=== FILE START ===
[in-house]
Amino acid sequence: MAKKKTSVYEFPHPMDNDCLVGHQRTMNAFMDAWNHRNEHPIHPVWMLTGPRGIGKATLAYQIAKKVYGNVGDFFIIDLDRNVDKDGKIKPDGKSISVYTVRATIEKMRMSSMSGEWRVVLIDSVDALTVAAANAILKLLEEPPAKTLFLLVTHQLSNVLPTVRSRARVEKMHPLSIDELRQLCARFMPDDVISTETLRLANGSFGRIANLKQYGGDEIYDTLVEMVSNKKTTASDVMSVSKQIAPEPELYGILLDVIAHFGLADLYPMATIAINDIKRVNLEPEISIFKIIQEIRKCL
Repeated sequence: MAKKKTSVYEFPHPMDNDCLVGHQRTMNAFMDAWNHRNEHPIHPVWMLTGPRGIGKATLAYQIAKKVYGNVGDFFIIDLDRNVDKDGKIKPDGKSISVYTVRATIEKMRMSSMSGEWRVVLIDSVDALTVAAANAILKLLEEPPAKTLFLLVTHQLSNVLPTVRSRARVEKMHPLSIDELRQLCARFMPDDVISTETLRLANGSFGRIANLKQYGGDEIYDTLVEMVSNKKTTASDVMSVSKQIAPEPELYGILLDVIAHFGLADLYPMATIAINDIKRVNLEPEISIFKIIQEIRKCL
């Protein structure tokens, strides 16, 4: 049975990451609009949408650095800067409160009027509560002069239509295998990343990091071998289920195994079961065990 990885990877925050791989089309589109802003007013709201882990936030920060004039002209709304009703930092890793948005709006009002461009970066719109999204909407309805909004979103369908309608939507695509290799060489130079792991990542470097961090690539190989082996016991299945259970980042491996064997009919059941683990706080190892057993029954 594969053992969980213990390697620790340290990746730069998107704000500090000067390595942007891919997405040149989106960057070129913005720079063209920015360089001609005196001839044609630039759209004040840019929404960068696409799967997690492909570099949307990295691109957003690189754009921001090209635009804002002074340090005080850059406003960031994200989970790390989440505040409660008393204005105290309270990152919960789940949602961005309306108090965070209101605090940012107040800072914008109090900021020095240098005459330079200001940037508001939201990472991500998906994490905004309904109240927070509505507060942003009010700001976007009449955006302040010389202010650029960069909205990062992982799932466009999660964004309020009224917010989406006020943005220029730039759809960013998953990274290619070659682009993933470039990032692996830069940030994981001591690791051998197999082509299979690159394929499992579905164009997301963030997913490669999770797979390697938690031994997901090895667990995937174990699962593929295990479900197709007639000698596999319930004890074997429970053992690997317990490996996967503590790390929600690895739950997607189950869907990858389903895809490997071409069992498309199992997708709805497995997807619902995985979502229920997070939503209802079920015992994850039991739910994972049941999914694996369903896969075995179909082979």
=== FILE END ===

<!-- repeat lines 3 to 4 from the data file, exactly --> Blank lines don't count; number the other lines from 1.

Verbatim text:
Repeated sequence: MAKKKTSVYEFPHPMDNDCLVGHQRTMNAFMDAWNHRNEHPIHPVWMLTGPRGIGKATLAYQIAKKVYGNVGDFFIIDLDRNVDKDGKIKPDGKSISVYTVRATIEKMRMSSMSGEWRVVLIDSVDALTVAAANAILKLLEEPPAKTLFLLVTHQLSNVLPTVRSRARVEKMHPLSIDELRQLCARFMPDDVISTETLRLANGSFGRIANLKQYGGDEIYDTLVEMVSNKKTTASDVMSVSKQIAPEPELYGILLDVIAHFGLADLYPMATIAINDIKRVNLEPEISIFKIIQEIRKCL
């Protein structure tokens, strides 16, 4: 049975990451609009949408650095800067409160009027509560002069239509295998990343990091071998289920195994079961065990 990885990877925050791989089309589109802003007013709201882990936030920060004039002209709304009703930092890793948005709006009002461009970066719109999204909407309805909004979103369908309608939507695509290799060489130079792991990542470097961090690539190989082996016991299945259970980042491996064997009919059941683990706080190892057993029954 594969053992969980213990390697620790340290990746730069998107704000500090000067390595942007891919997405040149989106960057070129913005720079063209920015360089001609005196001839044609630039759209004040840019929404960068696409799967997690492909570099949307990295691109957003690189754009921001090209635009804002002074340090005080850059406003960031994200989970790390989440505040409660008393204005105290309270990152919960789940949602961005309306108090965070209101605090940012107040800072914008109090900021020095240098005459330079200001940037508001939201990472991500998906994490905004309904109240927070509505507060942003009010700001976007009449955006302040010389202010650029960069909205990062992982799932466009999660964004309020009224917010989406006020943005220029730039759809960013998953990274290619070659682009993933470039990032692996830069940030994981001591690791051998197999082509299979690159394929499992579905164009997301963030997913490669999770797979390697938690031994997901090895667990995937174990699962593929295990479900197709007639000698596999319930004890074997429970053992690997317990490996996967503590790390929600690895739950997607189950869907990858389903895809490997071409069992498309199992997708709805497995997807619902995985979502229920997070939503209802079920015992994850039991739910994972049941999914694996369903896969075995179909082979």